At the risk of paraphrasing the article, Mr. Vincent was in a major car accident in 1996 which resulted in him breaking his neck and injuring his vocal cords. In 2000 he was ordered to pay over $350,000 to a girlfriend he assaulted and who subsequently miscarried. He also spent 60 days in jail at that time due to violating his probation regarding alcohol related convictions. In 2008 he had another car accident and developed a leg infection. The lower right leg had to be amputated.

Mr. Vincent, who once looked like this…

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Was photographed later in life and after all that hard living looking like this…

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I don’t mean to put these images there to shock you. Again, it saddens me tremendously to see Mr. Vincent in these later in life pictures.

While he may not have been one of the greatest actors out there, as a child of the 1970’s and 80’s, he was a near constant in theaters and on TV.

I loved The Mechanic. So much so that when I wrote this novel, which was released before the Jason Statham remake of the movie, I used that title. Yeah, I suppose I stole it, though to be fair the term “mechanic” was well known as slang for a hitman/mercenary. Still, when I used the title I didn’t think many would remember that old film…

I also loved Mr. Vincent in Damnation Alley, a post-apocalyptic thriller that also featured George Peppard…

And, yeah, I really enjoyed him on Airwolf

Seeing him in that photo above, broken down, old, missing the lower half of his right leg, makes me incredibly sad.

I suppose in the end its one of those cautionary tales. You can have everything in life, success, money, looks… and yet still throw them away.

Rest in peace, Mr. Vincent. Despite it all, I’ll remember the joy you brought me in your roles.

I’m hopeless…

…when it comes to nostalgia!

Way, waaaaaay back when I was very young, one of the things that thrilled me to death was DC comic’s 100 Page Super-Spectacular books.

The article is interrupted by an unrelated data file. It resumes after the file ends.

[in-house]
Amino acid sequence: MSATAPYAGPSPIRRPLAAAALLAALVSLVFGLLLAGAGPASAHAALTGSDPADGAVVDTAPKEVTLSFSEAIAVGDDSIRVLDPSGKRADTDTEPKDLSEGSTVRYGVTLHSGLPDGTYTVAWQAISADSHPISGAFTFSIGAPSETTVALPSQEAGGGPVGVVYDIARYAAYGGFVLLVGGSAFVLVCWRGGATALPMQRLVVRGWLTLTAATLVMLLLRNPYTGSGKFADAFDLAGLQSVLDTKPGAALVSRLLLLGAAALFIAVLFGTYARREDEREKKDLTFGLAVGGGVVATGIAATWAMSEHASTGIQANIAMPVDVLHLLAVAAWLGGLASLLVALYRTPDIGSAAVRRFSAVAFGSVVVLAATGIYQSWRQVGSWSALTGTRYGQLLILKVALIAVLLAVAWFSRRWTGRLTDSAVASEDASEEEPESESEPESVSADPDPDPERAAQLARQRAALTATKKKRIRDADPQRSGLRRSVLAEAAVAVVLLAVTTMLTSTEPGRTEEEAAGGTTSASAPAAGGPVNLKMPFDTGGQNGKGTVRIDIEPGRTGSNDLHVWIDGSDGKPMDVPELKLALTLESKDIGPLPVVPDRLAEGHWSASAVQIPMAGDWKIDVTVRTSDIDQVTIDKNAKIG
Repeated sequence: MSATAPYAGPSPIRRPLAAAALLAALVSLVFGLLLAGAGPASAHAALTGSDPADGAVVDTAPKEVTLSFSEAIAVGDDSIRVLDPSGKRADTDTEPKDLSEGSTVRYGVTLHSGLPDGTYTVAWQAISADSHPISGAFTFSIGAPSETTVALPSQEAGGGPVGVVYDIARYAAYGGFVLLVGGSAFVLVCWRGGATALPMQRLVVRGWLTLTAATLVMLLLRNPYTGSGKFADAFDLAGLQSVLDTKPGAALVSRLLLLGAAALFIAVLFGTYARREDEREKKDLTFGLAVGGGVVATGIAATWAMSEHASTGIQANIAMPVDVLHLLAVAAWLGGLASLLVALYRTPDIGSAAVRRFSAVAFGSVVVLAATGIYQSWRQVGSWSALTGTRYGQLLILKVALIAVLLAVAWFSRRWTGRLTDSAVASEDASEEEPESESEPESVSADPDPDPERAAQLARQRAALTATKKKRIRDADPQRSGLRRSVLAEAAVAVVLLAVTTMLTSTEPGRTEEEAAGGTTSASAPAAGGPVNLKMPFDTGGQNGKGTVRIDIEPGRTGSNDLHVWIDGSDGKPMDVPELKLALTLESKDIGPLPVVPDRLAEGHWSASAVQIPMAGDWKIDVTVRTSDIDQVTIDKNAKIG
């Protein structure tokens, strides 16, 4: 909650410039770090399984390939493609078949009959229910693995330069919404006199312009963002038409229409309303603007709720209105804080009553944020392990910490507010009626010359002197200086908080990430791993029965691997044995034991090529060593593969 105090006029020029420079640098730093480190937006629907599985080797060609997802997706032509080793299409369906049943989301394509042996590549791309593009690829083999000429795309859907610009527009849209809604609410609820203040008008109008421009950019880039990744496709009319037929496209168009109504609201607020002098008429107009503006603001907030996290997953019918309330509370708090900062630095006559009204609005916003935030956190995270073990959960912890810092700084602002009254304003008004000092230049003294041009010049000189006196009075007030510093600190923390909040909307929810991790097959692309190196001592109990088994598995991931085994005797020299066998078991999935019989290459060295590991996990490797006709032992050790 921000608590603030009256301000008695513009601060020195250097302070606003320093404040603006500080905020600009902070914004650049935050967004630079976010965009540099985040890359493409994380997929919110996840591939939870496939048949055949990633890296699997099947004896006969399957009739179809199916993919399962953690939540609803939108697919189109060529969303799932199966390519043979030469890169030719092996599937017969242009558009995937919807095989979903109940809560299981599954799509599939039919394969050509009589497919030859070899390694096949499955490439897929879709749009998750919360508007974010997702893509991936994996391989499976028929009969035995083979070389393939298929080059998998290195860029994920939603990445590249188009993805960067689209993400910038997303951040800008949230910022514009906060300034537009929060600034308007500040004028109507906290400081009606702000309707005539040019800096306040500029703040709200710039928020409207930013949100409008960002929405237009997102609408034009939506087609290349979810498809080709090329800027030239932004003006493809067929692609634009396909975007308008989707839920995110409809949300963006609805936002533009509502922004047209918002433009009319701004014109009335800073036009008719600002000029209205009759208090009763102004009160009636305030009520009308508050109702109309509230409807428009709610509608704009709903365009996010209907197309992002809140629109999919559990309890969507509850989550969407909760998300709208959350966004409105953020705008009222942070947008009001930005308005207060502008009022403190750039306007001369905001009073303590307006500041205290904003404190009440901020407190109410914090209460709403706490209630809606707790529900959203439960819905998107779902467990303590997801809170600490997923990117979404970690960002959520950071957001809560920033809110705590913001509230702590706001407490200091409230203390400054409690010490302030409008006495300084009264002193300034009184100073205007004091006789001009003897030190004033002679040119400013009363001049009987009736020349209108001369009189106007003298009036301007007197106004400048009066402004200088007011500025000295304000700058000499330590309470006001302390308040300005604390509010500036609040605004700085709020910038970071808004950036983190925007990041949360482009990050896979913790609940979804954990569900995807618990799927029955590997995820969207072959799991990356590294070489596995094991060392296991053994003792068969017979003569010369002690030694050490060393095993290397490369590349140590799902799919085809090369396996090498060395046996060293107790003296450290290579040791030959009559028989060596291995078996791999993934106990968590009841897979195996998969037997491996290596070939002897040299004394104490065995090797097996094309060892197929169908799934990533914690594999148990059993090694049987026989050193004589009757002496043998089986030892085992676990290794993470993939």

Here are some of them, which I do not have:

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These books, in general, had one or two “new” stories and a bunch of reprints from either the golden or silver age of comics. My understanding, well after the fact, was that the line of comics released were something of a dud, sales-wise, and this is the reason they were discontinued. Perhaps young people like myself had difficulty shelling out the 0.50-0.60 cents versus a “regular” comic which cost 0.20 cents at that time. Perhaps, unlike me, people weren’t as into getting all those extra pages of reprints.

Who knows.

Of the ones 100 page Super-Spectaculars released, my absolute favorites were the Detective Comics issues. They ran for a total of 8 issues from 438 through 445 and featured the bulk of the wonderful Archie Goodwin/Walt Simonson Manhunter stories (they started in the issue 437 and finished in issue 443). But also featured were such classic “new” Batman stories like issue 439’s The Night of the Stalker

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Or the wonderful Archie Goodwin/Alex Toth Death Flies the Haunted Sky in issue 442…

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And, of course, the wonderful conclusion to the Manhunter story-line, which featured Batman, in issue 443…

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Finally, the Detective Comic Super-Spectaculars ended with the first two chapters of the Len Wein written and, for the most part Jim Aparo drawn multi-part Bat-Murderer! storyline, issues 444 and 445…

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As well as the Bat-Murderer story line began, it petered out in its last three or so issues and concluded in the regular sized Detective Comics #448…

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Why am I going into such details about these particular issues of this particular book?

Because Detective Comics is about to reach its 1000th issue and, over on individual Detective Comics issues are available, including the entire 100 page Super-Spectaculars, for sale. Please note, these are the DIGITAL editions of the books and they are currently going for a mere 0.99 cents each (normally each digital edition goes for $1.99, so you’re getting it for half-price).

So, yeah, I’m pitching something I’m not going to make a red-penny on but if you’re a fan of some of these books, or any Detective Comics available on the ComiXology website (they have issues going back to the first Batman appearance through the wonderful silver age works, the many Neal Adams-drawn issues, to the present) you may want to give it a look-see. Here’s the link: